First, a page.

This article appeared online at on Tuesday, December 8, 2015:  

With Monday’s refusal by the Supreme Court to hear on appeal Friedman v. City of Highland Park, Illinois, the Second Amendment has, by default, suffered a grievous blow.

After the New Town, Connecticut, shooting, the Highland Park city council, following a contentious public debate, enacted a law banning possession of semi-automatic “assault rifles” similar to the one used at Sandy Hook Elementary School. It also banned possession of “high-capacity” magazines (those containing more than 10 rounds). Law-abiding citizens owning them were instantly — and now, apparently permanently — turned into criminals unless they could get rid of the now-illegal items within 60 days, as they would face either fines or jail.

Appeals by Dr. Arie Friedman and the National Rifle Association (NRA), along with those of 24 states’ attorneys general, were turned back to lower courts despite cogent arguments that those lower courts were making new law in contravention of the Second Amendment and the Supreme Court’s rulings in District of Columbia v. Heller and McDonald v. Chicago.

This rejection opens the door to anti-gunners across the land to push for more local infringements, believing that they can now make those infringements with impunity. The liberal Los Angeles Times rejoiced:

The court’s decision was not a formal ruling — the justices simply decided not to consider an appeal by gun- advocates. But it strongly suggests [that] the majority of the court does not see the Second Amendment as protecting a right to own or carry powerful weapons in public.

Adam Winkler, a law professor at UCLA, concurred, stating, “The court’s decision will encourage gun control advocates to push more cities and states to enact bans.”

Even worse, the rejection may reflect a change in the Supreme Court’s attitude toward the Second Amendment itself. Said Winkler:

The justices appear anything but eager to enter into the Second Amendment fray again. Perhaps … some of the justices are viewing gun control through the lens of the recent mass shootings.

Translation: Some of those voting for Heller and McDonald may be having second thoughts.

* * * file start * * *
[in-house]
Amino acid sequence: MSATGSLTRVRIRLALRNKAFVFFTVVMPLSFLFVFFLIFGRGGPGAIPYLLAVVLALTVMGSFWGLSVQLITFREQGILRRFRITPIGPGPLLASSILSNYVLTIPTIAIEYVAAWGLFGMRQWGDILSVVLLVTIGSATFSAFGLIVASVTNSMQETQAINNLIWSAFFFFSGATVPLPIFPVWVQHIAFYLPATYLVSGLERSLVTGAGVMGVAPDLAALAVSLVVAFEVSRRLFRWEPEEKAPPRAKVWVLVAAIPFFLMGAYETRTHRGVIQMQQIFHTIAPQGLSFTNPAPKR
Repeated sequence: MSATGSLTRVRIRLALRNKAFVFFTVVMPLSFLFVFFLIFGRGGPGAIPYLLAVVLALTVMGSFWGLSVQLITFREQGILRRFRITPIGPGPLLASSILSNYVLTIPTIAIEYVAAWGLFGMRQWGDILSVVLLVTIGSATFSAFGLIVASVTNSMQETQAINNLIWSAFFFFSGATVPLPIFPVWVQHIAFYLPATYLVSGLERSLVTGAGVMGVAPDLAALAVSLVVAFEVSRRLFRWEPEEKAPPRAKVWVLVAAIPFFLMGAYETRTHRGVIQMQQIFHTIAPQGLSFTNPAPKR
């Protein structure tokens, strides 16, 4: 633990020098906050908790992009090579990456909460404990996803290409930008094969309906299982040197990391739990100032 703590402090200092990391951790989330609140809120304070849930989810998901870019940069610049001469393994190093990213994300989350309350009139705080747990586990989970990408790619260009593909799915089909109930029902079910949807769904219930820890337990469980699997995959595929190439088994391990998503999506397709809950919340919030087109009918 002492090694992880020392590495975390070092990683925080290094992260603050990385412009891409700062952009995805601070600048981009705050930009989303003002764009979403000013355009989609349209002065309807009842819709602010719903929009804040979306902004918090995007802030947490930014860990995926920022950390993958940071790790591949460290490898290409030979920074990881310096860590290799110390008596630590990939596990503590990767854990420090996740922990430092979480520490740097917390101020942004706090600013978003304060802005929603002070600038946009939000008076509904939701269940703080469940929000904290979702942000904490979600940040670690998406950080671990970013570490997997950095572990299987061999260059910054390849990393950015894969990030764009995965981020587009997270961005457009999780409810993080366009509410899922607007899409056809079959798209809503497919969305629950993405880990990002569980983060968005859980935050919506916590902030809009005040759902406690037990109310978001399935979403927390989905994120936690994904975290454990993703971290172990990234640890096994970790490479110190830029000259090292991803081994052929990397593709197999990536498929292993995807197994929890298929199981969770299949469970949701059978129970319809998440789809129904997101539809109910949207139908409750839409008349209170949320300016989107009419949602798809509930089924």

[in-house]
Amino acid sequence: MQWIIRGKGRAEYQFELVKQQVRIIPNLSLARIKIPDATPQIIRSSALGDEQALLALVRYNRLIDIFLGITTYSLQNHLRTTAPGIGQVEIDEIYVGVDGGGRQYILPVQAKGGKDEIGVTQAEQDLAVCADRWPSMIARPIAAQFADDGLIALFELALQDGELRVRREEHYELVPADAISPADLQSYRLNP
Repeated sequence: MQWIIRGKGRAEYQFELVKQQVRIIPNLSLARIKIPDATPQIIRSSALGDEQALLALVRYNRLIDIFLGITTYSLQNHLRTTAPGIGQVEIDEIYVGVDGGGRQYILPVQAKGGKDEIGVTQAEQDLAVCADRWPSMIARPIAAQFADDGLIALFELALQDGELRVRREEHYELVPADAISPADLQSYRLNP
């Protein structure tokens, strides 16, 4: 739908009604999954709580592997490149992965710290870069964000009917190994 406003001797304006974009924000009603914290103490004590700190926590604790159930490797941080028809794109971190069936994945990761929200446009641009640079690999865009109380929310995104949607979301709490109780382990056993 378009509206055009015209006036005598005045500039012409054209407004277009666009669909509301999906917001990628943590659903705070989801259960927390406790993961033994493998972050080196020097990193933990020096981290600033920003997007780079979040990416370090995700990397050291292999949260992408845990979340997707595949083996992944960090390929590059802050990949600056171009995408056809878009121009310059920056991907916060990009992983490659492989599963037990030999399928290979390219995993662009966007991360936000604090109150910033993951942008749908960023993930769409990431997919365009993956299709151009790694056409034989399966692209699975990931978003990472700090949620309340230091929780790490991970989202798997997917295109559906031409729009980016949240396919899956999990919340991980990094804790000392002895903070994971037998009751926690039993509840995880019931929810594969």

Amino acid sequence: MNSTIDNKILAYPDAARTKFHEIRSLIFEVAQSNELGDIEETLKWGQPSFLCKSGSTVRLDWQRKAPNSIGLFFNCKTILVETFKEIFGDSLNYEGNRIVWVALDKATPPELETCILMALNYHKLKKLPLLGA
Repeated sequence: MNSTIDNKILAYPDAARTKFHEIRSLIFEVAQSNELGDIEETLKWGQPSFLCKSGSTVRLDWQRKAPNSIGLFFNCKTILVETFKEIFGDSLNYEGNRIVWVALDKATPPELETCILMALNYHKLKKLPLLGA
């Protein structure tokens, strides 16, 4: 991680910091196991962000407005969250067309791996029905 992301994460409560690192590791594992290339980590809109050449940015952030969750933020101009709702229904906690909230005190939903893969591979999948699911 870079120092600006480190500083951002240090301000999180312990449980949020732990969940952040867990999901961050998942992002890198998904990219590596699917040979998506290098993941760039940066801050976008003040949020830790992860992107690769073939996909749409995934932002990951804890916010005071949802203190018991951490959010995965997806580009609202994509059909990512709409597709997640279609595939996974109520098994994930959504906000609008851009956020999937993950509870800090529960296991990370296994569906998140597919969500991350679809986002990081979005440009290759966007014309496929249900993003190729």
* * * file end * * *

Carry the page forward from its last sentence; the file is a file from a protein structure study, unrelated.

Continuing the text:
It takes four justices to decide to hear such an appeal; however, after six separate informal about Friedman, only two could be found: Justices and Antonin Scalia. In an almost unprecedented move, Thomas wrote a scathing dissent to the court’s majority in which Scalia joined, outlining not only how lower courts had stretched the Supreme Court’s rulings in Heller and McDonald to fit their preconceptions, but that this rejection was just one of many since 2010, the last time the court even considered the issue.

When the Seventh Circuit court upheld the ban, said Thomas, it “adopted a new test for gauging the constitutionality of bans on firearms.” The test asked whether the weapons banned were common at the time of ratification (no), or have some reasonable relationship to the efficiency of a well-regulated militia (no), or whether law-abiding citizens had others means for defending themselves even without the now-banned weapons (yes). Therefore, wrote the lower court, the Highland Park ban didn’t infringe on the Second Amendment.

Thomas wrote that such a three-pronged test was irrelevant in determining Second Amendment infringements: “Constitutional are enshrined with the scope they were understood to have when the people adopted them, whether or not future legislatures and (yes) even future judges think that scope too broad.”

Thomas added:

Because the Second Amendment confers upon individual citizens — not state governments — it was doubly wrong for the Seventh Circuit to delegate to States and localities the power to decide which firearms people may possess.

It should be noted here, for the record, that the Second Amendment does no such thing: It does not “confer” but instead guarantees rights conferred by God Himself to all people. Having said that, the point of Thomas is well made: Lower courts, no matter how grand the argument or superficially attractive the language, may not infringe on precious rights guaranteed under the Constitution. Thomas said that by avoiding the opportunity to clarify the point in Friedman, the court is denigrating the importance of the Second Amendment:

If a broad ban on firearms can be upheld based on conjecture that the public might feel safer [one of the specious arguments used by the Seventh Circuit], (while being no safer at all), then the Second Amendment guarantees nothing….


There is no basis for a different result when our Second Amendment precedents are at stake. I would grant certiorari to prevent the Seventh Circuit from relegating the Second Amendment to a second-class right.

In the meantime, the bunch from the Brady Center are rejoicing. Said Dan Gross, its president:

By rejecting this case, the Supreme Court sided with a community that has taken action to protect itself from the type of violence we’ve seen in San Bernardino, on college campuses and in movie theaters.

Chuck Michel, a Long Beach lawyer and president of the California Rifle & Pistol Association, takes the proper view of the long against the Second Amendment:

It’s only a matter of time before the Supreme Court takes a case, sets things straight, and properly subjects this and similar unconstitutional laws to renewed challenge.

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